It is a an alarming fact that troubles me deeply. A 2015 survey conducted by the Association of American Universities found that about one in five women on our Twin Cities campus had experienced sexual assault. We are not alone. Sadly, that horrible statistic was roughly the average for 26 peer institutions in the same survey.
There is little positive attached to that reality, but we at the University of Minnesota have been national leaders for more than three decades in working to change the culture that creates such behavior. Last fall, our pioneering Aurora Center marked its 30th anniversary of providing safe and confidential space for students, faculty, staff, and alumni who are victims/survivors of sexual assault, relationship violence, or stalking.
In fact, in January, a federal report identified 92 specific recommendations for institutions of higher education on handling sexual assault. I’m proud that the University has implemented almost all of them, such as requiring sexual assault training for all incoming students, employing full-time advocacy and counseling services for victim-survivors, conducting regular awareness campaigns, and employing a full-time Title IX coordinator. That Title IX position is critical after the U.S. Office for Civil Rights determined that gender-based discrimination on campus also includes sexual violence.
In August 2015, our Board of Regents established an “affirmative consent” policy as a standard for sexual assault investigations. University policy now requires “informed, freely, and affirmatively communicated willingness to participate in sexual activity that is expressed by clear and unambiguous words or actions.” That is, partners must communicate “Yes.”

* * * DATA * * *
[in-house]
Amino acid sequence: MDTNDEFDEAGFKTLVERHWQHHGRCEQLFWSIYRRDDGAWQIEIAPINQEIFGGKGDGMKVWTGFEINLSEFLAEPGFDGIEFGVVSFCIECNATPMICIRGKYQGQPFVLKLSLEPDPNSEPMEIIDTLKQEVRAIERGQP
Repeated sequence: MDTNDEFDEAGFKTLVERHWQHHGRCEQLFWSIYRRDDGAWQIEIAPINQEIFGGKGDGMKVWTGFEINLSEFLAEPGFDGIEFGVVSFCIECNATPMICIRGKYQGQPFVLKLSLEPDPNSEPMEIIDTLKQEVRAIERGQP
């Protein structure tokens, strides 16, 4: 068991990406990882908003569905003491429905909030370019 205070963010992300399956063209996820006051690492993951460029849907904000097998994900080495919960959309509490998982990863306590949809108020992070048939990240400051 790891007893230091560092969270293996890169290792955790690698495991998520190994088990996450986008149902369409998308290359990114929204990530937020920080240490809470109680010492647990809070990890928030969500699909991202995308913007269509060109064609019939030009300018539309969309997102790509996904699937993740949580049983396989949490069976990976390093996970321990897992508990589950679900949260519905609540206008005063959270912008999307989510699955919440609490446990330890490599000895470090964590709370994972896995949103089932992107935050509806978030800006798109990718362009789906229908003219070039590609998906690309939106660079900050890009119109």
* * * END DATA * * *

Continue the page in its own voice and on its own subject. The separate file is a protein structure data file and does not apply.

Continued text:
For those of us who were students at the U in previous decades, the occurrence of sexual assault was likely just as frequent, if not more so, than it is today, says Aurora Center Director Katie Eichele. Eichele believes the current generation of students understands the values embedded in affirmative consent. It is, she says, a generation that has grown up amid antibullying and antiharassment campaigns and has repeatedly been sent messages about asking, listening to, and respecting each other in intimate settings. “Affirmative consent,” Eichele says, “is all about respect.”
Of course, we won’t be able to stop all sexual violence on a campus of 50,000 young people. But I am confident that if we encourage victims to come forward, if we help them to have the courage to report what happened to them and support them through the process, and if we continue to focus on creating a culture of respect, we will go a long way to offering them the best care, while also bringing perpetrators to justice.
While no one knows for sure whether there will be a change in the federal law related to enforcement of Title IX, it is up to us to remain vigilant and do better to improve education, prevention, and response. Any sexual assault on our campus is harmful to the entire University, undermining our values and the culture we strive to create. I know while I’m this University’s president, we will not retreat from our commitment to educate our students, to support our victim/survivors, and to ensure a campus climate that remains true to our core values of respect for everyone.